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Dale Chihuly

“The process is so wonderfully simple, yet so mystifying.”

Born in 1941 in Tacoma, Washington, Dale Chihuly was introduced to glass while studying interior design at the University of Washington. After graduating in 1965, Chihuly enrolled in the first glass program in the country, at the University of Wisconsin. He continued his studies at the Rhode Island School of Design (RISD), where he later established the glass program and taught for more than a decade.

In 1968, after receiving a Fulbright Fellowship, he went to work at the Venini glass factory in Venice. There he observed the team approach to blowing glass, which is critical to the way he works today. In 1971, Chihuly cofounded Pilchuck Glass School in Washington State. With this international glass center, Chihuly has led the avant-garde in the development of glass as a fine art.

His work is included in more than 200 museum collections worldwide. He has been the recipient of many awards, including twelve honorary doctorates and two fellowships from the National Endowment for the Arts.

Chihuly has created more than a dozen well-known series of works, among them, Cylinders and Baskets in the 1970s; SeaformsMacchiaVenetians, and Persians in the 1980s; Niijima Floats and Chandeliers in the 1990s; and Fiori in the 2000s. He is also celebrated for large architectural installations. In 1986, he was honored with a solo exhibition, Dale Chihuly objets de verre, at the Musée des Arts Décoratifs, Palais du Louvre, in Paris. In 1995, he began Chihuly Over Venice, for which he created sculptures at glass factories in Finland, Ireland, and Mexico, then installed them over the canals and piazzas of Venice.

In 1999, Chihuly started an ambitious exhibition, Chihuly in the Light of Jerusalem; more than 1 million visitors attended the Tower of David Museum to view his installations. In 2001, the Victoria and Albert Museum in London curated the exhibition Chihuly at the V&A. Chihuly’s lifelong fascination for glasshouses has grown into a series of exhibitions within botanical settings. His Garden Cycle began in 2001 at the Garfield Park Conservatory in Chicago. Chihuly exhibited at the Royal Botanic Gardens, Kew, near London, in 2005. Other major exhibition venues include the de Young Museum in San Francisco, in 2008; the Museum of Fine Arts, Boston, in 2011; and the Montreal Museum of Fine Arts in 2013. Chihuly Garden and Glass, a long-term exhibition, opened at Seattle Center in 2012.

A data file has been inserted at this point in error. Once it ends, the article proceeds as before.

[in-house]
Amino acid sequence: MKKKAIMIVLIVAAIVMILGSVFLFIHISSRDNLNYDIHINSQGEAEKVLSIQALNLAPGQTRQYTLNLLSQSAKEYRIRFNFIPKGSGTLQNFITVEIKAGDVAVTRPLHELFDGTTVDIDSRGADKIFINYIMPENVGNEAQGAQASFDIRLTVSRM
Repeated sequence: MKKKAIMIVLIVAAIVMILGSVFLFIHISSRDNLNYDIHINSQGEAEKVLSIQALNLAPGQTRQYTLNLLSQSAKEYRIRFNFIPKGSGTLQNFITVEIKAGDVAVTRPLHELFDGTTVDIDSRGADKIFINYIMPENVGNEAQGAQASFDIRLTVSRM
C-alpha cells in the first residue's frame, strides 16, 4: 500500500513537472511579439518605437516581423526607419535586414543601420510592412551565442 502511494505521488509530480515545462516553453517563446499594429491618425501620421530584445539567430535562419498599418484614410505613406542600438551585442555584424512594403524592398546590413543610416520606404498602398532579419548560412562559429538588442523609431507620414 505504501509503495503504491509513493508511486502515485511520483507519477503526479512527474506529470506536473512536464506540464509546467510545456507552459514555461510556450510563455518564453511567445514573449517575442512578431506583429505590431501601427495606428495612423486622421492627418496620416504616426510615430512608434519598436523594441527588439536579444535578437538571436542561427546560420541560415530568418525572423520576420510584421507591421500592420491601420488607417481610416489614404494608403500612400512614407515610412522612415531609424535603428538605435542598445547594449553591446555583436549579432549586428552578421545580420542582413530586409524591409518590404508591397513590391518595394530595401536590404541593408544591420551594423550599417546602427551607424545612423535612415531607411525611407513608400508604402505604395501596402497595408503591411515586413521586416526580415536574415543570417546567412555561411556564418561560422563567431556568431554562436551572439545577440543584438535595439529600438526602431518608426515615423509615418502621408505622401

Timeline

Videos

Chihuly Garden Cycle
Denver Botanic Gardens
Dale Chihuly: Beyond the Object
Chihuly Garden and Glass
Dale Chihuly
Chihuly at the Salk
Chihuly at Kew
Jerusalem Wall of Ice
Chihuly in the Light of Jerusalem
Chihuly Over Venice
Chihuly Over Venice - Finland
Icicle Creek Chandelier

FAQ

Where were you born?

I was born in Tacoma, Washington and currently live in Seattle, Washington with my wife Leslie and my son Jackson.

Where is your studio?

My Boathouse hotshop and studio are located in Seattle, Washington. I also have a building in my hometown of Tacoma, Washington where we store and ship the glass.

Is your studio open to the public?

Chihuly Garden and Glass, a long-term exhibition of my work located near the base of the Space Needle in Seattle, is open to the public. The hotshop and studio locations are not open to the public.

When did you first realize you wanted to be a glassblower?

As a kid I was always interested in glass, but it wasn’t until I had to take a weaving class at the University of Washington in the early 1960s that I made my first artistic use of it—I started weaving small pieces of glass into tapestries. One night a few years later, I melted some glass in a little oven and blew a bubble. I had a poster on the wall of a glassblower with his cheeks puffed up so I gave it a try. As soon as I blew that bubble I decided I wanted to be a glassblower.  

Where did you get your undergraduate and graduate degrees?

My mom Viola really wanted me to go to college. I started out at the University of Puget Sound, and after redecorating my mom’s basement during my freshman year, decided to transfer to the University of Washington to study interior design. I graduated in 1965 and got a job with a large architectural firm here in Seattle. When I realized I wanted to become a glassblower, I raised money for graduate school by working for six months as a commercial fisherman in Alaska. I graduated from the University of Wisconsin with a Master’s in Sculpture, and continued my studies at the Rhode Island School of Design where I received an M.F.A. I later established the glass program at RISD and taught there for more than a decade. In 1968 I was awarded a Fulbright Scholarship and went to work at the Venini glass factory on the island of Murano. It was there I first observed the team approach to blowing glass, which is critical to the way I work today.